This Savage Song by V.E.Schwab: Review

After reading Schwab’s Vicious I couldn’t wait to get my hands on another one of her books. I wasn’t disappointed by This Savage Song – it’s a turbulent dystopian choc full of monsters and menace. (I’m already reading the sequel)



Title: This Savage Song

Author: V.E.Schwab

Publication date: 7 Jun. 2016

Genre: Fantasy/Sci-fi Dystopian with monsters

Pages: 469

Kate Harker and August Flynn are the heirs to a divided city—a city where the violence has begun to breed actual monsters. All Kate wants is to be as ruthless as her father, who lets the monsters roam free and makes the humans pay for his protection. All August wants is to be human, as good-hearted as his own father, to play a bigger role in protecting the innocent—but he’s one of the monsters. One who can steal a soul with a simple strain of music. When the chance arises to keep an eye on Kate, who’s just been kicked out of her sixth boarding school and returned home, August jumps at it. But Kate discovers August’s secret, and after a failed assassination attempt the pair must flee for their lives. In This Savage Song, Victoria Schwab creates a gritty, seething metropolis, one worthy of being compared to Gotham and to the four versions of London in her critically acclaimed fantasy for adults, A Darker Shade of Magic. Her heroes will face monsters intent on destroying them from every side—including the monsters within


August and Kate are from opposite sides of a feuding city; a city full of monsters. Destined to oppose one another, this is a tale of two young people who defy expectations in the battle for justice. Schwab’s writing is threaded on every level with moral commentary and I absolutely adore the way she plays with morality on both social and personal levels. To go so far as to meld a species of monster to represent this was bold but was also beautifully handled. She demonstrates the blurred lines of right and wrong.

Both MCs are compelling to read about and are unique down to the smallest habits and ticks. Simply put, I was 100% convinced by them. I really thought we were going in a Romeo and Juliet, Capulet and Montague direction with them when I first read about the city split in half and run by different families. Thankfully there was none of that kind of ‘insta love’ and their relationship (August and Kate’s) is one of mutual respect that helps to demonstrate the theme of doubles throughout the narrative. Good and bad, light and dark, creation and destruction, lies and truth – it flits between it all making for a very turbulent and interesting read. If it lacks anything it’s a sense of emotional struggle for the reader. The central characters are so emotionally strong throughout their ordeal that a sense of distress for the reader is kind of lost.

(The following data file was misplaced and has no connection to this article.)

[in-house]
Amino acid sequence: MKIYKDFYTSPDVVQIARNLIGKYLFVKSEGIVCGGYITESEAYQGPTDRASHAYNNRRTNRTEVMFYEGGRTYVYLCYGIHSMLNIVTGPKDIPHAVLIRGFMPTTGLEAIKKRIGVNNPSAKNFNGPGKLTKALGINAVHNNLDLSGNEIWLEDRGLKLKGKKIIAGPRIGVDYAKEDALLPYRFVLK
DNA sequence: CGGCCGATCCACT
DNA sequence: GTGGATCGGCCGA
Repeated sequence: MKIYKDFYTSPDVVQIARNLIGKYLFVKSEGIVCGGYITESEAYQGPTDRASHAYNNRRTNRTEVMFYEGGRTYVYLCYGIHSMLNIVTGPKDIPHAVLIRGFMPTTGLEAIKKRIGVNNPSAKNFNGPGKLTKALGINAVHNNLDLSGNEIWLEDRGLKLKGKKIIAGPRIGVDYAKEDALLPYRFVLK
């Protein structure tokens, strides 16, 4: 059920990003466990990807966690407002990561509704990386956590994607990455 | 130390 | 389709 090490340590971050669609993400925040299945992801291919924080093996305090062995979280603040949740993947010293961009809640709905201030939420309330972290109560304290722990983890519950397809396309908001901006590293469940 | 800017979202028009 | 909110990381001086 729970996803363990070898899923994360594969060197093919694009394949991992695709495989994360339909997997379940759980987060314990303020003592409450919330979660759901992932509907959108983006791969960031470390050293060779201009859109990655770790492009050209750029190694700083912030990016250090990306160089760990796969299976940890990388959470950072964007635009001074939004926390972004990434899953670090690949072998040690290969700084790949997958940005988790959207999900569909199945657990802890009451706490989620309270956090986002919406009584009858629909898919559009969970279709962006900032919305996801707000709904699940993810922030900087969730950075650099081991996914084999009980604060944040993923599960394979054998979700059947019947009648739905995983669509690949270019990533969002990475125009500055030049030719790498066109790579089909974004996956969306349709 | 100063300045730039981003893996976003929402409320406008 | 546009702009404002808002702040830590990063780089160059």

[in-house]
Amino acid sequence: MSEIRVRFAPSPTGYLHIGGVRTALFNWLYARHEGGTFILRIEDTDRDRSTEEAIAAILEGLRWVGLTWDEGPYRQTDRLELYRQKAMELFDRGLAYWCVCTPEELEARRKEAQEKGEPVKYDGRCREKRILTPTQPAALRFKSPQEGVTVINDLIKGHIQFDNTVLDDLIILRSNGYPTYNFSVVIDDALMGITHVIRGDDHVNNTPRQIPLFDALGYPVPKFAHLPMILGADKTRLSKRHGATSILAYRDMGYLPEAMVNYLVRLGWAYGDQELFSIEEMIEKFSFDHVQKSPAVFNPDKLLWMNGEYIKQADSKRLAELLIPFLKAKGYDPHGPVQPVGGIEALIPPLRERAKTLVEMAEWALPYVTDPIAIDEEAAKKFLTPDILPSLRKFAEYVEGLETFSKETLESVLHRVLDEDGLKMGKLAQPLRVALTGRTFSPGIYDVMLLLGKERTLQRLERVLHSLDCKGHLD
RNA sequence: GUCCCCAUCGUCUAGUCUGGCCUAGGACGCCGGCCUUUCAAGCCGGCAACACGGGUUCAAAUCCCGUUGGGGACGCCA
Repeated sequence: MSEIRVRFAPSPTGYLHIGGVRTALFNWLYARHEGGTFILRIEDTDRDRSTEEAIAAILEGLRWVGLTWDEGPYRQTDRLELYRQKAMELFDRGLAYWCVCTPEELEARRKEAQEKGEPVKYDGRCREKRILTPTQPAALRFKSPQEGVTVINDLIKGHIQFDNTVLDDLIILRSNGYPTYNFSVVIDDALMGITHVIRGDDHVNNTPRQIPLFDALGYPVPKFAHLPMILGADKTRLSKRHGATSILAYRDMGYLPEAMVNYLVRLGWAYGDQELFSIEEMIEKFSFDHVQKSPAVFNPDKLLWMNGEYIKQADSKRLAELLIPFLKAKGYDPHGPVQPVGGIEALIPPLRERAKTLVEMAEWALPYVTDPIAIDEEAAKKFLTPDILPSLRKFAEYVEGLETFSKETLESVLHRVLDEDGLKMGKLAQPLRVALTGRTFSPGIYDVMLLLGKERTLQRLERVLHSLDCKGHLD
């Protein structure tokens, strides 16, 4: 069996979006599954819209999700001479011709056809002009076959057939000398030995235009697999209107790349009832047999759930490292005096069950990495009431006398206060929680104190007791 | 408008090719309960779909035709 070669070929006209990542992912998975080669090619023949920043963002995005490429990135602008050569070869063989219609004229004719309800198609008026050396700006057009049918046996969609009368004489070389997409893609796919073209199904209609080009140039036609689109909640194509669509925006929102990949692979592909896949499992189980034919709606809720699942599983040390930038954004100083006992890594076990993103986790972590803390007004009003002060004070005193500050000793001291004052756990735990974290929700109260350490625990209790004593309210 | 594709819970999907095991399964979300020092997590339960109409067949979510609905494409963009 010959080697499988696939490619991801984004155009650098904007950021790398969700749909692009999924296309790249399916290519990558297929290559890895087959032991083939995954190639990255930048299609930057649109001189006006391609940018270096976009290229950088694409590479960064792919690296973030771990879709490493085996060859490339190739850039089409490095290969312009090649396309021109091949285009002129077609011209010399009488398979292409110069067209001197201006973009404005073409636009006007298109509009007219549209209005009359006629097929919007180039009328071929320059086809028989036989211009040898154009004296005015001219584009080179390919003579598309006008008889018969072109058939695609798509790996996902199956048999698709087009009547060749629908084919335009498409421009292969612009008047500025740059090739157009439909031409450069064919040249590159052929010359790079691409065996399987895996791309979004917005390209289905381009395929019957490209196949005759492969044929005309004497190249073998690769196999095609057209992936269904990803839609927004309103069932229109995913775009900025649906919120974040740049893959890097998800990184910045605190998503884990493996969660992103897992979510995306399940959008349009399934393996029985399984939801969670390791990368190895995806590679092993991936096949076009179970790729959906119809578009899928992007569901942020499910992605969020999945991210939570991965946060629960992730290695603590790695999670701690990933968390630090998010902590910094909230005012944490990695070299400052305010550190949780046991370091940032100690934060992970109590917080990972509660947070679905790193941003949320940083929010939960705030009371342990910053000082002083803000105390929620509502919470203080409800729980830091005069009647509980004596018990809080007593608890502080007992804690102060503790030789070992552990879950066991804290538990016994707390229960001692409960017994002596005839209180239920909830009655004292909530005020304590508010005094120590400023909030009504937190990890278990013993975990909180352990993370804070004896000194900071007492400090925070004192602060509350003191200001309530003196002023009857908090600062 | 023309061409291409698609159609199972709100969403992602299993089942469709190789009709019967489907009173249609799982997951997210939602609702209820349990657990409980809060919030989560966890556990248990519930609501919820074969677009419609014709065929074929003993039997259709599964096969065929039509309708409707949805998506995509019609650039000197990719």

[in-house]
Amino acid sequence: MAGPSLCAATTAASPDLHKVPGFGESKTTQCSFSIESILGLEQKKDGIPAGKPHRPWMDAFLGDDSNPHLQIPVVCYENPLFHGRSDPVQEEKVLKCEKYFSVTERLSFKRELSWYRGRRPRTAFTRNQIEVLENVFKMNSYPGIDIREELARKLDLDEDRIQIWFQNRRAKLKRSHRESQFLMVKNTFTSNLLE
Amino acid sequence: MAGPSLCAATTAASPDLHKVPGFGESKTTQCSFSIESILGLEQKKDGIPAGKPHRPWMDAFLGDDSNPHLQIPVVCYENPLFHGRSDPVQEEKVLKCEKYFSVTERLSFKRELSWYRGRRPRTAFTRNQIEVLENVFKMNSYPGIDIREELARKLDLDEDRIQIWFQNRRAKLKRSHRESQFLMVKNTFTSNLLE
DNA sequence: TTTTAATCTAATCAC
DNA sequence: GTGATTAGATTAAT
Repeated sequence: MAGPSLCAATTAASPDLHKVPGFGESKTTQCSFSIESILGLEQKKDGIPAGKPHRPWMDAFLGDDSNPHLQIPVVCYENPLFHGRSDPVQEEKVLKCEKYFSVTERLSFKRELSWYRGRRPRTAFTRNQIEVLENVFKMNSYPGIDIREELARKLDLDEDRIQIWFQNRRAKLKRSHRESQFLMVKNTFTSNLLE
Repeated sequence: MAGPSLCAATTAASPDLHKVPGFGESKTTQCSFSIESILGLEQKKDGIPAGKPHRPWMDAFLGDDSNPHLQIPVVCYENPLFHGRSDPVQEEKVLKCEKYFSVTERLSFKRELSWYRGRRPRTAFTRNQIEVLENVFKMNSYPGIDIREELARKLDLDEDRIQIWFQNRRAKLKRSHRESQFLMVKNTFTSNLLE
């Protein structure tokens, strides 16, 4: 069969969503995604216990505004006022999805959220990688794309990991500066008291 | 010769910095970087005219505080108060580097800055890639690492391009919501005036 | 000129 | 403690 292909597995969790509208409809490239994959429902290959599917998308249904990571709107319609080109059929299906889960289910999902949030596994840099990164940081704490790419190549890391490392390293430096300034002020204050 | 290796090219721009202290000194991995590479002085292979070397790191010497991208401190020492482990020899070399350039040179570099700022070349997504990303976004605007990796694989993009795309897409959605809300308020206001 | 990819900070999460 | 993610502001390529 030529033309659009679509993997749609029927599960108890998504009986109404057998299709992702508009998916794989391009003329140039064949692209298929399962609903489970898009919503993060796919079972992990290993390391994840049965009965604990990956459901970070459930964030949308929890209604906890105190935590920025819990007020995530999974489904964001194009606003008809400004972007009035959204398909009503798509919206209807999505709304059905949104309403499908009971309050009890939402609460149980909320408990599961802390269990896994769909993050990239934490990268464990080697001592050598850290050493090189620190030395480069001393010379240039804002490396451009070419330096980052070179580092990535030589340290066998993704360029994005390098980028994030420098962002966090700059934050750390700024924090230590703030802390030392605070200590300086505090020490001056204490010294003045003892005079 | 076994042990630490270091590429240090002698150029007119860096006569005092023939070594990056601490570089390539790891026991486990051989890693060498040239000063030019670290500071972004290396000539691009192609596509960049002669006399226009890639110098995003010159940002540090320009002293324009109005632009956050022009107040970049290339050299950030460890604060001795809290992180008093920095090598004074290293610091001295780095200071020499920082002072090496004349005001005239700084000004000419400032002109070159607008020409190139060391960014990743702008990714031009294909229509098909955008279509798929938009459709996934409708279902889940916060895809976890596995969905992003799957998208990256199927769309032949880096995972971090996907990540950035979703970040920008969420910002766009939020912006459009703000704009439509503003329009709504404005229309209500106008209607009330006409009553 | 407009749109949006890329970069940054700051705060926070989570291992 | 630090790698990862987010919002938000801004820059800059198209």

Kate in particular was a wonderfully layered, bad-ass female lead with a fierce outlook and a human conscience. She wasn’t a ninja crime fighting machine, she was a realistic person and I have a lot of respect for characters that balance ferocity with vulnerability so well. August’s vulnerability and internal conflicts mirror Kate’s and make their relationship plausible and supportive – they work really well with one another. I’m not sure if it’s a post apocalyptic sci-fi kinda setting or a whole new world build but I get the sense that it’s an alternative earth or something. I love the names of the cities: Verity just sounds completely right in the context (don’t ask me why because I don’t know!)

The story is relatively straight forward and hinges on particular moments of cause and effect that work well – for me the pace was pleasant for my reading speed but there weren’t many moments of real adrenaline pumping speed.The ending wasn’t like a lot of YA I’ve read recently in the sense that it didn’t leave me dangling of a precarious plot precipice. Cliff-hangers have seemed cheaper and cheaper of late with authors withholding crucial plot details to entice readers into picking up sequels. I was pleased that this wasn’t written in such a way, ends were tied whilst it maintained a healthy curiosity about what might come next and I have already made a start on Our Dark Duet, let’s hope it’s just as compelling!

Overall I found this to be a really enjoyable story and I’d recommend it to post-apocalyptic fiction fans and lovers of fantasy YA.

✩✩✩✩1/2

4.5 out of 5

FYI: The Kindle Edition is just £2.80

If you liked This Savage Song try This Mortal Coil by Emily Suvada

 

2 COMMENTS

  1. Nomadic Worlds | 6th Feb 18

    Great review. Still on my TBR. I really need to get around to reading this book.

    • tackfiction | 18th Feb 18

      Thank you! I’m still working on the sequel but I’m definitely a fan! Hope you get to it soon!

Leave A Comment

Leave a Reply